Preferably, the first and second non-covalently-associative groups on the first and second polymers comprise hydrophobic groups such as fatty acids, which tend to cluster together in situ (e.g., forming a complex in the aqueous environment similar to soap micelles in water) to form the non-covalently bonded rheology modifier complexes of the present invention.
It will therefore be possible for the performance characteristics of the in-situ rheology modifier complexes of the present invention to be altered and modified by those of ordinary skill in view of the inventive teachings herein. The particle-attaching properties of the first polymer may be altered, for example, with respect to the nature of the particles to be dispersed (e.g., surface characteristics, particle size and morphology, type and density of ions or attachment points on the surface, etc.). The particle-dispersing properties of the second polymer may be altered, for example, with respect to the nature of the aqueous environment in which the particles are to be dispersed (e.g., quality of water, softness or hardness, presence or absence of surfactants or surface-active agents, etc.).

It is important that mixtures containing the exemplary components of the present invention be sufficiently blended together when in the aqueous environment such that the cement-particle-attaching group becomes associated physically with the particle-dispersing group (which may, for example, be a hydrophilic group), otherwise the enhanced dispersing effect of the invention will not be realized.
In an exemplary compositions of the invention, wherein the non-covalently-associative groups are hydrophobic groups, a preferred first polymer X'mY'n has the formula
-[CH2-CR'(COOM)]m - [CH2 - CR'R2],,-wherein R1 = hydrogen or -CH3. R2 = -I'-(OA)j-R3 wherein - I'- represents -COO-, -CONH-, -CH2O-, -O-, or mixture thereof; OA represents a C2 to C3 alkylene oxide repeating unit and "j" = 0 - 10; R3 represents an alkyl group, alkylphenyl group, or (OB')k group wherein OB' represents a C3 to C5 alkylene oxide repeating unit and "k" = 10-90; M = hydrogen, an alkali or alkaline earth metal, or ammonium ion; "m" = 1 - 2000; and "n" = 1 - 2000. Preferably, the ratio of "m" to "n" (m:n) is 100:1 to 3: 1. The exemplary second polymer component has the formula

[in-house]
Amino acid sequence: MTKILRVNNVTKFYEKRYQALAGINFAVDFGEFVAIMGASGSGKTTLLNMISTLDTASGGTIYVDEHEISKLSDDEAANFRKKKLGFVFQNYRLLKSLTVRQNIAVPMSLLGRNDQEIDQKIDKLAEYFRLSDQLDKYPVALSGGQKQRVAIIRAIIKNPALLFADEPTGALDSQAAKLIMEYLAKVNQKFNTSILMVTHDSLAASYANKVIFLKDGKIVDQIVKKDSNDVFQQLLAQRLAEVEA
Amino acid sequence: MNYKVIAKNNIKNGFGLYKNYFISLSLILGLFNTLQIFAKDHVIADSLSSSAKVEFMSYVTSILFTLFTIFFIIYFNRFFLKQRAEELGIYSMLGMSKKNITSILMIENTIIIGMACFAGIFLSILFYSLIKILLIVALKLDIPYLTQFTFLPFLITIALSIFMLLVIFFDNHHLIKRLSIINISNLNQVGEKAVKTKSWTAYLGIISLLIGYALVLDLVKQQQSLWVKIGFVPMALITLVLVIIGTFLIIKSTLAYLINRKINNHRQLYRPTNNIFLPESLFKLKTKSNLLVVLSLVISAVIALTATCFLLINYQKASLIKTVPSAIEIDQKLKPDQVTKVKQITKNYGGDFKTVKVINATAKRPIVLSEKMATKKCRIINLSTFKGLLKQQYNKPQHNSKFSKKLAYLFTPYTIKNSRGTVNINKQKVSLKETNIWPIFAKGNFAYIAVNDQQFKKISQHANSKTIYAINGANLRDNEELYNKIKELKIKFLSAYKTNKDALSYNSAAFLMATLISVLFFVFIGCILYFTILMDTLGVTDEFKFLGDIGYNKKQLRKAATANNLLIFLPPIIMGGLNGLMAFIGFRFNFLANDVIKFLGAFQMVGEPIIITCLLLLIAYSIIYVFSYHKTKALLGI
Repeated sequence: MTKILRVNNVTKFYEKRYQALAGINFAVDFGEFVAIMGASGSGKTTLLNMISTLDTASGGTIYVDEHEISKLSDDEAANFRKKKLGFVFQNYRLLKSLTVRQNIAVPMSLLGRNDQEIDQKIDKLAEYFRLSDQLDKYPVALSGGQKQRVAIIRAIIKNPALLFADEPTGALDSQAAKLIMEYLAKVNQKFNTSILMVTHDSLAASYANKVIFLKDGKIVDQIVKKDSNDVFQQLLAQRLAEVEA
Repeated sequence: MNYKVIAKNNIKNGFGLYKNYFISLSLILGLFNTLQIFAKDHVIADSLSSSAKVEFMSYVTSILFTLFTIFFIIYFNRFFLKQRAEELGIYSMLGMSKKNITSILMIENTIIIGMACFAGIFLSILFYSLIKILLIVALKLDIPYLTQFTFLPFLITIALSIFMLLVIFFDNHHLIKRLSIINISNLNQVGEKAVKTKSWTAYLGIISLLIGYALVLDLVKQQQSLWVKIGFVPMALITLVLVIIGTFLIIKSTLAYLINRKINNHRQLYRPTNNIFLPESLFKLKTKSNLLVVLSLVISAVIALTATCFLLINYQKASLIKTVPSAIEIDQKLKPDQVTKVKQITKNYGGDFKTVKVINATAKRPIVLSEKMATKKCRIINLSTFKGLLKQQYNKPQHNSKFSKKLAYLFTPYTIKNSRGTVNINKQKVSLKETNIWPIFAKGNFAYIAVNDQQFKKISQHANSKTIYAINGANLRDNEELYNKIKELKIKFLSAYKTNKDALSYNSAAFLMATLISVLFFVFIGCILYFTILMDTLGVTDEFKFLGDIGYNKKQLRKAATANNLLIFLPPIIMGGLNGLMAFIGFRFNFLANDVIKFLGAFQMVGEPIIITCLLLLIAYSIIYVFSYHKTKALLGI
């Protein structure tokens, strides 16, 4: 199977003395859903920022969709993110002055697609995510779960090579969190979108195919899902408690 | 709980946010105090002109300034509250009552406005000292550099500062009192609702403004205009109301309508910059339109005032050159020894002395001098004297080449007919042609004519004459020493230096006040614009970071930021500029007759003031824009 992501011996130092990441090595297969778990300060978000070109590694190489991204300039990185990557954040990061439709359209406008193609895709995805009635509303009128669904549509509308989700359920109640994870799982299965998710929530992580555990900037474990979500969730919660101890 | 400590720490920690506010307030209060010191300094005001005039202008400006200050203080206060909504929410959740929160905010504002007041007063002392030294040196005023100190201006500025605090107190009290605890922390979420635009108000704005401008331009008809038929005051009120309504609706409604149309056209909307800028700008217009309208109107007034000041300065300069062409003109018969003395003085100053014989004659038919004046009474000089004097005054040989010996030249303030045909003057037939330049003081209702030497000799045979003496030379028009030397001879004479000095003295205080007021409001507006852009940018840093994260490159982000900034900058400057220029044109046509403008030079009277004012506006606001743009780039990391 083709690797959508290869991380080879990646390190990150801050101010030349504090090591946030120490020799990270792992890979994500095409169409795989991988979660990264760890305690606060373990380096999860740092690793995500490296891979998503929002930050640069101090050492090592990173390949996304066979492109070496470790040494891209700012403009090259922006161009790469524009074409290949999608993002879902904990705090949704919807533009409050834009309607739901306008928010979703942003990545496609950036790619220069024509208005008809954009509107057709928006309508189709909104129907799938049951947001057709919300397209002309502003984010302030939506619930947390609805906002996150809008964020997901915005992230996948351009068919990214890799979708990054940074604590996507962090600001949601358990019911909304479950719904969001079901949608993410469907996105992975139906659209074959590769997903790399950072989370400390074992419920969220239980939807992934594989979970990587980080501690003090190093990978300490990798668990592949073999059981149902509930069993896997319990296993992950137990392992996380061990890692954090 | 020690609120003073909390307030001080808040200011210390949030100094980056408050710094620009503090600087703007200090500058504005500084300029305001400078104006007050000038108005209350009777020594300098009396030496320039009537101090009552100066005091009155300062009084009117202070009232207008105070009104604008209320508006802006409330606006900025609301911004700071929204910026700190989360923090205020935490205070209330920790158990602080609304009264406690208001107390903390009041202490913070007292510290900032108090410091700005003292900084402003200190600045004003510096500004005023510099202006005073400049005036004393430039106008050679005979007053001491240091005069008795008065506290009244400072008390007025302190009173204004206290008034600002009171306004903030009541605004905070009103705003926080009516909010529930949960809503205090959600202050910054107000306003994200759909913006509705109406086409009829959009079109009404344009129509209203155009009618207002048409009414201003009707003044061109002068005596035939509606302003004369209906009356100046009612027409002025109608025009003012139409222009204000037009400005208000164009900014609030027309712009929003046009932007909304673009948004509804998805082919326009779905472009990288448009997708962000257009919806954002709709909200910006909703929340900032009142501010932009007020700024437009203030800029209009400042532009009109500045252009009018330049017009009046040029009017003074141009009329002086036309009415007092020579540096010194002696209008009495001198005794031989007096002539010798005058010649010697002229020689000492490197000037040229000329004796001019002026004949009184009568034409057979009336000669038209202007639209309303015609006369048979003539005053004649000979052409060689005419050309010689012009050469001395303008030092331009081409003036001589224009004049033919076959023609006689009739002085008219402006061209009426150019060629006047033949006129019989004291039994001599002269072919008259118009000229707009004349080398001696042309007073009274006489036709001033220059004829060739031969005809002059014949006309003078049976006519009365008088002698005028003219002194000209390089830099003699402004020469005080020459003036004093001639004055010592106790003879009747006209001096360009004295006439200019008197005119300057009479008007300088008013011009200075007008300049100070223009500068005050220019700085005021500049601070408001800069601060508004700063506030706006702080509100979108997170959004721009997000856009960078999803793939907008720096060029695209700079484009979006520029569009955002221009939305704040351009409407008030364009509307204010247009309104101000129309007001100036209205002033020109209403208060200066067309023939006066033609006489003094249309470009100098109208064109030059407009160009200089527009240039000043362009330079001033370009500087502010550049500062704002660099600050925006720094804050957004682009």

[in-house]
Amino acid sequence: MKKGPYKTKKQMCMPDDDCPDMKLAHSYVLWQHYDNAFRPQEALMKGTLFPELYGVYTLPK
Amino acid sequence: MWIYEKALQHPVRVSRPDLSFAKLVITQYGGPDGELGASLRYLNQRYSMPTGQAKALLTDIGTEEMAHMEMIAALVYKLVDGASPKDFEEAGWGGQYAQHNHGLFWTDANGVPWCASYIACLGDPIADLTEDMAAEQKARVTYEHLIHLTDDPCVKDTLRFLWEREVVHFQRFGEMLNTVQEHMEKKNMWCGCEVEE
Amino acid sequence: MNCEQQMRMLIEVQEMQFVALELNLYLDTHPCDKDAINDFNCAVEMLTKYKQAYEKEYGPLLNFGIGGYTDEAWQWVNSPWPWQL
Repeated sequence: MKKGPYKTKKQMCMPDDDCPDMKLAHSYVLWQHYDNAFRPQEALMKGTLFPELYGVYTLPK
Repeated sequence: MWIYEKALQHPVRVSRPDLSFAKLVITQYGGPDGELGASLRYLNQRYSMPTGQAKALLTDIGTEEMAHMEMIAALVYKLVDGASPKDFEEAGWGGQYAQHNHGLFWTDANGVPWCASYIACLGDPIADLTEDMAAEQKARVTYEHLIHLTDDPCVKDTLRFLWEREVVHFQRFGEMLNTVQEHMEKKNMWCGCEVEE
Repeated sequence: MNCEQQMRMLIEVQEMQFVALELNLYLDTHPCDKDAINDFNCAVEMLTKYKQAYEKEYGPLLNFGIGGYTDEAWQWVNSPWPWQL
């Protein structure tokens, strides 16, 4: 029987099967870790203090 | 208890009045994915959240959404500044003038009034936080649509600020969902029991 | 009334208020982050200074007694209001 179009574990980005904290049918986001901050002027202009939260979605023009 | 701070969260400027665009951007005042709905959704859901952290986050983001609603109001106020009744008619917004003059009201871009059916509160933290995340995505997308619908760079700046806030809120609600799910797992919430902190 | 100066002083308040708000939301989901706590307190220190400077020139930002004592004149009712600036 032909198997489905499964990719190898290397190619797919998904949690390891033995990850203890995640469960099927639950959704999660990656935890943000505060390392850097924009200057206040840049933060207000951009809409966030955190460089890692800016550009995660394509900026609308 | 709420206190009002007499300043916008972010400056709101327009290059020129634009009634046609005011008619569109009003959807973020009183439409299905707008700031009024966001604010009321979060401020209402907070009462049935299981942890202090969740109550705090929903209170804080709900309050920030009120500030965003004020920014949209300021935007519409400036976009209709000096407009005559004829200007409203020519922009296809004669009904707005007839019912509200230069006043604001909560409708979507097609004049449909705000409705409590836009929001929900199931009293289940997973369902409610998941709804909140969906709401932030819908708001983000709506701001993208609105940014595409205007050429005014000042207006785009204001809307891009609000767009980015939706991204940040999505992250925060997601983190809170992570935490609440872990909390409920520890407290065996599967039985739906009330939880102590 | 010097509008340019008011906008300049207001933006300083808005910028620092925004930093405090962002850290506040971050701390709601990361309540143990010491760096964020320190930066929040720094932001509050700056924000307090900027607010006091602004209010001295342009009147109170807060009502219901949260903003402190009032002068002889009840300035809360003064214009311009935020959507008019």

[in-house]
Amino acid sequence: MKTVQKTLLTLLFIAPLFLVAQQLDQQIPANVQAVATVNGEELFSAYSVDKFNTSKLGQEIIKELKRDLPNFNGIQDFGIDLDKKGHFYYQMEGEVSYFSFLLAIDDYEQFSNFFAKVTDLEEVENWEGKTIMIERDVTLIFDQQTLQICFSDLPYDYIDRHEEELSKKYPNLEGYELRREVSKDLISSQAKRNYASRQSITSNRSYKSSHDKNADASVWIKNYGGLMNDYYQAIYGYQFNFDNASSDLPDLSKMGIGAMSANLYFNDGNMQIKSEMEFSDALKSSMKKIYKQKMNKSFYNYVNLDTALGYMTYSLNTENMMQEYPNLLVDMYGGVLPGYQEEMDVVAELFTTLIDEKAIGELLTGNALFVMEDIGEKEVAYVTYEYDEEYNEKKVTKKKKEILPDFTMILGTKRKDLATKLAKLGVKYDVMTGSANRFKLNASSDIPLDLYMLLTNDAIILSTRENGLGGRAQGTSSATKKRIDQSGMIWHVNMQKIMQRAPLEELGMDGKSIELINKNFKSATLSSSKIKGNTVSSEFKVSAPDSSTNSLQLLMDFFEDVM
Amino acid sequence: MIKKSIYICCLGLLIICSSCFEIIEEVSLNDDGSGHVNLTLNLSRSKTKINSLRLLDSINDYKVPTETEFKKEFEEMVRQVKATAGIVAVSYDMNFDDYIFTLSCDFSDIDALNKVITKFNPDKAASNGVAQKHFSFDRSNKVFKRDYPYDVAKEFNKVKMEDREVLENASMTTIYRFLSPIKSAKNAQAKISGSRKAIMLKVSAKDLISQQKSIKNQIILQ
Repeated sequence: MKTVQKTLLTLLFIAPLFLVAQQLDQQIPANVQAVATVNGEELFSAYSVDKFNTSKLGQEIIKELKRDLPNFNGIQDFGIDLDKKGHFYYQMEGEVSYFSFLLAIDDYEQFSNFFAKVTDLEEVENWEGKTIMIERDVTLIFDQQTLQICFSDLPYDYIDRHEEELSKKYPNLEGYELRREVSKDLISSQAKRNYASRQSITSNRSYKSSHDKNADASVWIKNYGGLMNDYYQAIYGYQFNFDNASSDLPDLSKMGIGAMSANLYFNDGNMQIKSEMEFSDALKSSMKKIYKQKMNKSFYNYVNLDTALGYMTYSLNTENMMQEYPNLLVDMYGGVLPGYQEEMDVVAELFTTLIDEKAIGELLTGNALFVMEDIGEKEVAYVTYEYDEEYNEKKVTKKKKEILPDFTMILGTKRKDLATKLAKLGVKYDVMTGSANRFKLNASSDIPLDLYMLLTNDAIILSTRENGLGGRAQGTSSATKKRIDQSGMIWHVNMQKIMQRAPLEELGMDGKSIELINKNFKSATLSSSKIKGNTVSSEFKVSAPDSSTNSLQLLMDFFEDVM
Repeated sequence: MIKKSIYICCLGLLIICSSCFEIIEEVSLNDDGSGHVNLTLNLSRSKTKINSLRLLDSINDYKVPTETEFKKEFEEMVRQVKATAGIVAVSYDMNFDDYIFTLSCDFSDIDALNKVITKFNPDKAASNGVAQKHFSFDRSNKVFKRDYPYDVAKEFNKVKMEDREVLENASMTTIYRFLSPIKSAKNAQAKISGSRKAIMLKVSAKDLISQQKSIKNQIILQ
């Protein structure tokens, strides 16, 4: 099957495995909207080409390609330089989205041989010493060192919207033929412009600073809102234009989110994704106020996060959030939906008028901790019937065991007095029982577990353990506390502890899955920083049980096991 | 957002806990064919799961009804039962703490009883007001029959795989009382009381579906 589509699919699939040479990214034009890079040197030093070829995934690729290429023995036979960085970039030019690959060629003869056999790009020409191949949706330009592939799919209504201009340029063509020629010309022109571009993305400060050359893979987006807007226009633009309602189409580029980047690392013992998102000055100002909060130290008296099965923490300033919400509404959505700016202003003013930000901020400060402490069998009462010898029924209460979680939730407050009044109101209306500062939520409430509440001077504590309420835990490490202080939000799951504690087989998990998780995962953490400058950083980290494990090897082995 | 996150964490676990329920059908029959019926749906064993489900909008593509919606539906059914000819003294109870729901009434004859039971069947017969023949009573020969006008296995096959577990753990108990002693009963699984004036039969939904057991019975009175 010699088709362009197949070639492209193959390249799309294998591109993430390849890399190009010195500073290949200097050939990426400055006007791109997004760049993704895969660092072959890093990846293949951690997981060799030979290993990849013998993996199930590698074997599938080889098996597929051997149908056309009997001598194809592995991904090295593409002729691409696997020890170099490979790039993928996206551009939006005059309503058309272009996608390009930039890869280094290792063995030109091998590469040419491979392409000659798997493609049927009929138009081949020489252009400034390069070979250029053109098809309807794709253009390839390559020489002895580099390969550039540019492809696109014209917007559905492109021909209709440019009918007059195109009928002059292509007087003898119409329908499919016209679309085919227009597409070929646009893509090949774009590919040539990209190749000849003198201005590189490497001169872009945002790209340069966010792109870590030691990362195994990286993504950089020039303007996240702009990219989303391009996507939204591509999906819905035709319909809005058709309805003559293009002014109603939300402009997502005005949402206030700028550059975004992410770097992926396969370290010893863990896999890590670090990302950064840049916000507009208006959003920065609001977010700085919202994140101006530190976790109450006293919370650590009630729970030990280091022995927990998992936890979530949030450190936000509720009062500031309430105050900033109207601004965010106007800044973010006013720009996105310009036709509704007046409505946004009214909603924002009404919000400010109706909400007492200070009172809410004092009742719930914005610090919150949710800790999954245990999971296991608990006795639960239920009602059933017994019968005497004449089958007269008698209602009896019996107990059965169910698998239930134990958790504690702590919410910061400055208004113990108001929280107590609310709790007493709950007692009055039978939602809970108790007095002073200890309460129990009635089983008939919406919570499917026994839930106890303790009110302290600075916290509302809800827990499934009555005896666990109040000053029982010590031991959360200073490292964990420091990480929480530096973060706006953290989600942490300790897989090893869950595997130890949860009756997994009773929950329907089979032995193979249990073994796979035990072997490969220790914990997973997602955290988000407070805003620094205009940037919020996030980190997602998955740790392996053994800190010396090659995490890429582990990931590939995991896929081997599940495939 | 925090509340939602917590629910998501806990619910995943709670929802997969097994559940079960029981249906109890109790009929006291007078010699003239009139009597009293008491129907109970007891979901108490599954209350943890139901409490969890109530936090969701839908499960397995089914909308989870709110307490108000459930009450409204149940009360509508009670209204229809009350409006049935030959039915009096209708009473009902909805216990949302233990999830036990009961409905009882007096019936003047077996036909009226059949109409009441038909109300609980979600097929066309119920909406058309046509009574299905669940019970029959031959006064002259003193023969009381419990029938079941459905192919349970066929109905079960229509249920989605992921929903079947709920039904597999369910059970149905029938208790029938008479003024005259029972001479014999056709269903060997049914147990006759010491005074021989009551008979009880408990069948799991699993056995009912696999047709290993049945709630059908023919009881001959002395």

R3-(AO)p-R' or R3-(AO)p-R3
wherein R3 represents an alkyl group, alkylphenyl group, or (OB' )k group wherein OB' represents a C3 to C5 alkylene oxide repeating unit and "k" = 10-90; AO represents a C2 to C3 alkylene oxide repeating unit and "p" =0-10; and R1 = hydrogen or -CH3. Preferably, the second polymer has the formula R3-(AO)p-R'.
Exemplary Y' and Y" (hydrophobic) groups may comprise C^-C20 alkyl groups, alkylaryl groups, or mixtures or derivatives thereof. Such groups, when bonded to respective X' and Z' groups are believed to provide suitable hydrophobicity when employed in aqueous environments such as cementitious slurries. Another type of hydrophobic group which is also believed suitable for use as Y' and Y" (hydrophobic) groups is represented by the formula R3SiO(SiR2O)n-SiR3 wherein R3 represents an alkyl group or alkylphenyl group, and "n" is an integer of 1-1000.
Exemplary Z' groups, which function to disperse the particles in the aqueous environment, preferably include oxyalkylene groups such as ethylene oxide groups ("EO"), polyethylene oxide groups ("PO"), or mixtures thereof (referred to as "EO/PO" groups). Among these, EO groups are preferred. If EO/PO mixtures are used, preferably the EO:PO ratio is at least 3:1. The Z' groups may preferably comprise hydrophilic groups, although it has been found that in some cases they may not necessarily be classified as "hydrophilic" (water-loving) in a technical sense, so long as they operate to disperse the particle within the aqueous matrix.